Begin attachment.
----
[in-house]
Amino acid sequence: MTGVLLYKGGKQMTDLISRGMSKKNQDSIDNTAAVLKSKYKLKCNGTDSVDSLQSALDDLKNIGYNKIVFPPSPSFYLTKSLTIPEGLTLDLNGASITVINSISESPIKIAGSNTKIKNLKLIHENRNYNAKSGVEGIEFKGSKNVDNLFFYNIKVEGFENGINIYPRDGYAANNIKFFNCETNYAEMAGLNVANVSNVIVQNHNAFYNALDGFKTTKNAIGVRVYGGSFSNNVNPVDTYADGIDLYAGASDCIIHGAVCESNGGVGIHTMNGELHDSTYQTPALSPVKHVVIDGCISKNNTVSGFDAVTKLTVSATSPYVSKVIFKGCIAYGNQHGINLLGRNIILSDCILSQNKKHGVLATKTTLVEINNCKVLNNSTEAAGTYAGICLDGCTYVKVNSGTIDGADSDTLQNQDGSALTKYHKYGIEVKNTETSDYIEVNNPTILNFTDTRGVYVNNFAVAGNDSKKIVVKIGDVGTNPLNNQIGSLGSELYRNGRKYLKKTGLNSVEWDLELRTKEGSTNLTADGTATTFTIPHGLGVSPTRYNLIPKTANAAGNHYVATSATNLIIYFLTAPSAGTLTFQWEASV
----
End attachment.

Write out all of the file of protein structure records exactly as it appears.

[in-house]
Amino acid sequence: MTGVLLYKGGKQMTDLISRGMSKKNQDSIDNTAAVLKSKYKLKCNGTDSVDSLQSALDDLKNIGYNKIVFPPSPSFYLTKSLTIPEGLTLDLNGASITVINSISESPIKIAGSNTKIKNLKLIHENRNYNAKSGVEGIEFKGSKNVDNLFFYNIKVEGFENGINIYPRDGYAANNIKFFNCETNYAEMAGLNVANVSNVIVQNHNAFYNALDGFKTTKNAIGVRVYGGSFSNNVNPVDTYADGIDLYAGASDCIIHGAVCESNGGVGIHTMNGELHDSTYQTPALSPVKHVVIDGCISKNNTVSGFDAVTKLTVSATSPYVSKVIFKGCIAYGNQHGINLLGRNIILSDCILSQNKKHGVLATKTTLVEINNCKVLNNSTEAAGTYAGICLDGCTYVKVNSGTIDGADSDTLQNQDGSALTKYHKYGIEVKNTETSDYIEVNNPTILNFTDTRGVYVNNFAVAGNDSKKIVVKIGDVGTNPLNNQIGSLGSELYRNGRKYLKKTGLNSVEWDLELRTKEGSTNLTADGTATTFTIPHGLGVSPTRYNLIPKTANAAGNHYVATSATNLIIYFLTAPSAGTLTFQWEASV